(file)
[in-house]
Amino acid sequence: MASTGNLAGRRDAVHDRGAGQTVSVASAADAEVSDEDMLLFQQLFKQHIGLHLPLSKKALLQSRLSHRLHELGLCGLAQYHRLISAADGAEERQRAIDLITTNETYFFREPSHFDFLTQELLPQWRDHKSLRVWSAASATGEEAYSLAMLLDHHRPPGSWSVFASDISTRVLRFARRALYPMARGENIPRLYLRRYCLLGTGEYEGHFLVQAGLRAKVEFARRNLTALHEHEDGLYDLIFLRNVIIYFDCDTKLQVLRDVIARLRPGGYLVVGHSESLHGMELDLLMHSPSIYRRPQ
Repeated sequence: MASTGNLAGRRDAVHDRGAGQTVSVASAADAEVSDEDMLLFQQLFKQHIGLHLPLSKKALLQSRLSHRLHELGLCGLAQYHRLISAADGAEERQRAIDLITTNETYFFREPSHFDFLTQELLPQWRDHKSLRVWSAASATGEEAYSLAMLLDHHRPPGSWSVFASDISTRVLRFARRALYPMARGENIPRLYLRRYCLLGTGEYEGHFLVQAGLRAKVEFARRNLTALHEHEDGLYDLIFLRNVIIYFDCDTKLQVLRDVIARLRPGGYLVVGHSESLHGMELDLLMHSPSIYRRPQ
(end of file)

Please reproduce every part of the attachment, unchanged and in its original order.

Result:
[in-house]
Amino acid sequence: MASTGNLAGRRDAVHDRGAGQTVSVASAADAEVSDEDMLLFQQLFKQHIGLHLPLSKKALLQSRLSHRLHELGLCGLAQYHRLISAADGAEERQRAIDLITTNETYFFREPSHFDFLTQELLPQWRDHKSLRVWSAASATGEEAYSLAMLLDHHRPPGSWSVFASDISTRVLRFARRALYPMARGENIPRLYLRRYCLLGTGEYEGHFLVQAGLRAKVEFARRNLTALHEHEDGLYDLIFLRNVIIYFDCDTKLQVLRDVIARLRPGGYLVVGHSESLHGMELDLLMHSPSIYRRPQ
Repeated sequence: MASTGNLAGRRDAVHDRGAGQTVSVASAADAEVSDEDMLLFQQLFKQHIGLHLPLSKKALLQSRLSHRLHELGLCGLAQYHRLISAADGAEERQRAIDLITTNETYFFREPSHFDFLTQELLPQWRDHKSLRVWSAASATGEEAYSLAMLLDHHRPPGSWSVFASDISTRVLRFARRALYPMARGENIPRLYLRRYCLLGTGEYEGHFLVQAGLRAKVEFARRNLTALHEHEDGLYDLIFLRNVIIYFDCDTKLQVLRDVIARLRPGGYLVVGHSESLHGMELDLLMHSPSIYRRPQ